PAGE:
Abigail Adams to Charles Storer
Auteuil Janry 3. 1785
My dear Charles
You bring me much deeper in Debt than I was aware of,1 but thus it often happens to those who are irregular in their accompts: nor is it in my power to detect you in a wrong Charge as my Receipts are all in America; I will therefore submit to your statement, and plead insolvency. There is not a little due to you too, on the score of acknowledgment for your adroitness in executing the several comissions with which I have charged you since my arrival here.2 I can only say to you come to Auteuil and the Cordial reception you shall meet with here; shall testify to you how much I esteem and Love you. The House indeed is not calculated for a winter Habitation, and the present unrepaired state in which it now is, proclaims the poverty of its owners. Before we came here, we were assured that every necessary repair should be made to our satisfaction, but from week to week the promises failed, and last week we were requested to pay no more Rent to the owners as the House was attached, and taken by execution, so that this once elegant Building will not bear the term which you apply to it, for neither House or furniture in its present state is really fit for a publick minister to live in. I have had one Chamber furbishd up for you some time ago. We do not want for House Room such as it is, and such as it is, you will be welcome to a part of it.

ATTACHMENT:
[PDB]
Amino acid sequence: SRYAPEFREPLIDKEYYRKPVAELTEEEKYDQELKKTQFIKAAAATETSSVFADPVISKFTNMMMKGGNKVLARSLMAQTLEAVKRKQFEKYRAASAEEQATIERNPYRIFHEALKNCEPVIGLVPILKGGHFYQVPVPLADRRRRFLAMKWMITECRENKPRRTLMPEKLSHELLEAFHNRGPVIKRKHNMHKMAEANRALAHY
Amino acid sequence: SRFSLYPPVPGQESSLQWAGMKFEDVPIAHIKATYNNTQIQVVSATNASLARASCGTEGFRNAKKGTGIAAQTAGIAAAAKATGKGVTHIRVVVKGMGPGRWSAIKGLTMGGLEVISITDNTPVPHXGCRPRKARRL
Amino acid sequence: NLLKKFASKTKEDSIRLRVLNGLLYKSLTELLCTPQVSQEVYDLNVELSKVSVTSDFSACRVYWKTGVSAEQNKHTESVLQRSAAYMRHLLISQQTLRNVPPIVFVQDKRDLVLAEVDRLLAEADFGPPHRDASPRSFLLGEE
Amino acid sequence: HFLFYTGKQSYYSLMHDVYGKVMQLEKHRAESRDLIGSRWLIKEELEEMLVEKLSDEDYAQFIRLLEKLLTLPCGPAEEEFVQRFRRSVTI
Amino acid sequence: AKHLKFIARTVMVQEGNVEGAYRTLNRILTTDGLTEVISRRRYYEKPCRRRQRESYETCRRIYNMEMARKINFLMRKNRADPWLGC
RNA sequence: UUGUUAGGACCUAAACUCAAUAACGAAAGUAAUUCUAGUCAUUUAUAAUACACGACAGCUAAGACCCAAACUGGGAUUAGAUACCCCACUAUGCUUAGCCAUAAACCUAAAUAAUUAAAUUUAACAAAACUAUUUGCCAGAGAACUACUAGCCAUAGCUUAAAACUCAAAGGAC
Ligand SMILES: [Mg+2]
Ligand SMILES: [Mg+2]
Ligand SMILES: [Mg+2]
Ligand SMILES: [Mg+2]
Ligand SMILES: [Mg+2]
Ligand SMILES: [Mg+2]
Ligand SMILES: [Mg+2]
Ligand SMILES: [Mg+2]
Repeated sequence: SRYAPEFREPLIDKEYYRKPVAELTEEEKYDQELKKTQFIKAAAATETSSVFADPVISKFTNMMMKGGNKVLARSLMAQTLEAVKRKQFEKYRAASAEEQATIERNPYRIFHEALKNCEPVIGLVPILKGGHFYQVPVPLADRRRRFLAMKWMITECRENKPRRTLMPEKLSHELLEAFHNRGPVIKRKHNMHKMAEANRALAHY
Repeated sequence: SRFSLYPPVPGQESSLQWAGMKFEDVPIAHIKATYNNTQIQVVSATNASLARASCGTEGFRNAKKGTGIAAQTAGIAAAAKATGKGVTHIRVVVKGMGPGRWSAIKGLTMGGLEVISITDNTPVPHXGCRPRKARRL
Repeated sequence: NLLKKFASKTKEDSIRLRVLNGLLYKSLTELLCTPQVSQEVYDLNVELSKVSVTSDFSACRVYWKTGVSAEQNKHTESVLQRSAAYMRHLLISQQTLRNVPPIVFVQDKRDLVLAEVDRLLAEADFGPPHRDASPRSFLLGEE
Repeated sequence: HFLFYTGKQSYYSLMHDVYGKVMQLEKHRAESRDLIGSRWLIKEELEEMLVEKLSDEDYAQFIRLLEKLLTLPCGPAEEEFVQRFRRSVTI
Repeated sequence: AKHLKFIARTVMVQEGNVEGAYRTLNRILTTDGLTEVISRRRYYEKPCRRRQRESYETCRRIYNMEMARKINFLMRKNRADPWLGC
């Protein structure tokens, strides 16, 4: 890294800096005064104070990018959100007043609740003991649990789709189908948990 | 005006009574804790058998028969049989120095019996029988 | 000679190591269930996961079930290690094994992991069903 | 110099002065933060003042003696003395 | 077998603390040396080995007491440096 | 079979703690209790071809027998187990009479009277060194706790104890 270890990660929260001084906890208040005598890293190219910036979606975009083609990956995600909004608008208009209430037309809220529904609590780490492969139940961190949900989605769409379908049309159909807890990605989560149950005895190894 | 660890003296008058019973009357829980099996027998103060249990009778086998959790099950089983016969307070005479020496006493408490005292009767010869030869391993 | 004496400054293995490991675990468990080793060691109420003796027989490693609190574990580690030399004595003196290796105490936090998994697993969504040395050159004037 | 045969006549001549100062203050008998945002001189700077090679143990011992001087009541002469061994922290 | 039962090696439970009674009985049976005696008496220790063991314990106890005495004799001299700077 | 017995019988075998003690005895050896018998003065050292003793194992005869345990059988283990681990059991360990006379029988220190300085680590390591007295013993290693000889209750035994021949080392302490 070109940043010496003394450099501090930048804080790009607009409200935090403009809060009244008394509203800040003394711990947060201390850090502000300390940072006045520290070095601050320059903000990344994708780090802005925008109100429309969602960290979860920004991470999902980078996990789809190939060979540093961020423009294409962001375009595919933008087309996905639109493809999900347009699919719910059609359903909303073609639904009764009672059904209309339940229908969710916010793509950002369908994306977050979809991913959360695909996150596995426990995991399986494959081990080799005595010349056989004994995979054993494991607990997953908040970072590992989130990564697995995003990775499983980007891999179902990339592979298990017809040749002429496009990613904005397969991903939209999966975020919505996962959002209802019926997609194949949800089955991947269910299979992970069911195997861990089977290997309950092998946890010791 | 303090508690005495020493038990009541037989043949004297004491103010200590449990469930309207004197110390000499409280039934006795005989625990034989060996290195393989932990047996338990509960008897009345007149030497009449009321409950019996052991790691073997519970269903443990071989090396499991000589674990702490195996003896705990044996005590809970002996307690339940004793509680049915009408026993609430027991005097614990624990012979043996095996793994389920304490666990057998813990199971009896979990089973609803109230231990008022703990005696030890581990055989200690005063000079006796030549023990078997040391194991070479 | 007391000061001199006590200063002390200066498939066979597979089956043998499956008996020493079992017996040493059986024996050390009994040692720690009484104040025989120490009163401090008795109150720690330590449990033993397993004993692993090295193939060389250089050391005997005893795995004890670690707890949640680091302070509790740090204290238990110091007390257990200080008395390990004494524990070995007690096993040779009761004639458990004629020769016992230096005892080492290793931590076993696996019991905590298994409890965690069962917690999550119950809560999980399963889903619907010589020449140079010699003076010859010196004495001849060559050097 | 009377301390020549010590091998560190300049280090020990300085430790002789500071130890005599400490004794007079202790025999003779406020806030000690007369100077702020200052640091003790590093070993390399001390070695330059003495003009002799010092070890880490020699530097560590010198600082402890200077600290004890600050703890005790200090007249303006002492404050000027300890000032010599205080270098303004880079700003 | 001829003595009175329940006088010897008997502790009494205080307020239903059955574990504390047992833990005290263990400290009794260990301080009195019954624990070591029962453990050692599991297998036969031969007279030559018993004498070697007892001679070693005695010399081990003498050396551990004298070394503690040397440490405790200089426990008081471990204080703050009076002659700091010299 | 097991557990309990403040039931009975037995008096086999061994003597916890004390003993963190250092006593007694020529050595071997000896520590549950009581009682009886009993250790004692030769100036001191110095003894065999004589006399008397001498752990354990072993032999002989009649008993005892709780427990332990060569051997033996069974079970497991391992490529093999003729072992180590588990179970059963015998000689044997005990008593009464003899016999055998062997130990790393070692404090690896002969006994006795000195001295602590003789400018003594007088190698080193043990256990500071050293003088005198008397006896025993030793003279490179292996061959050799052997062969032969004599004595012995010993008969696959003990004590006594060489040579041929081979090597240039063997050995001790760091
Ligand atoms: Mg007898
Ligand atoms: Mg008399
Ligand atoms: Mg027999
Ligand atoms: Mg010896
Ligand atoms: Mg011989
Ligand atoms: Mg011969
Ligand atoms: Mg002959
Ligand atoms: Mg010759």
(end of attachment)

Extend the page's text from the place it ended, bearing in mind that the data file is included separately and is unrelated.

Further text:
As to my observations upon the Beau Mond, which you request of me, they are such I suppose as accrue to every person who thinks and reflects. Objects appear different, according to the different positions in which they are placed, or the point from which you view them. Dukes and Duchesses, Lords and Ladies, bedizened with pomp, and stuck over with titles, are but mere flesh and Blood, like their fellow worms, and sometimes rather frailer. He who possesst the greatest riches, and what was far better, the most extensive knowledge, who had exhausted Nature and art in the gratification of all his passions, pronounced upon the whole: vanity of vanities, all is vanity!3 Nor have any of his successors been able to make a more judicious estimate of the whole circles of pleasures. Their are many customs in this Country worthy a transplantation to the Soil of America and there are others which would lead me to repeat in the words of the Church Service, “Good Lord Deliver us” “Good Lord save thy people.”
I enclose to you a Letter4 which I beg you to forward by the first vessel which sails for America. My best Regards to Mr. and Mrs. Atkinson, whose Friendly kindness towards me whilst in London is not forgotton by me. I am sorry to hear Mrs. Atkinson is so unwell, I hope the air of her native Soil will prove more favourable to her. The Great folks upon Your Side the Water, keep us yet in uncertainty. I rather begin to think that we shall be saved the trouble of a winter journey, for which I have no realish. The Duke of Dorset who is vastly civil to Mr. A. gave him to understand that he hourly expected a replie.
I have often heard it said, that their is more art in concluding a Letter genteelly than in writing one handsomely. If I can make no pretentions to either of these, I can to the Sincerity with which I subscribe myself affectionately Your Friend.
RC (Adams Papers); addressed in JQA’s hand: “Mr. Charles Storer No. 7. Basinghall Street London. England”; endorsed: “Portia to Eugenio. 3d. January. 1785.” See also AA to Storer, 28 April 1783, descriptive note (above).
3. Ecclesiastes 1:2.
4. Not identified.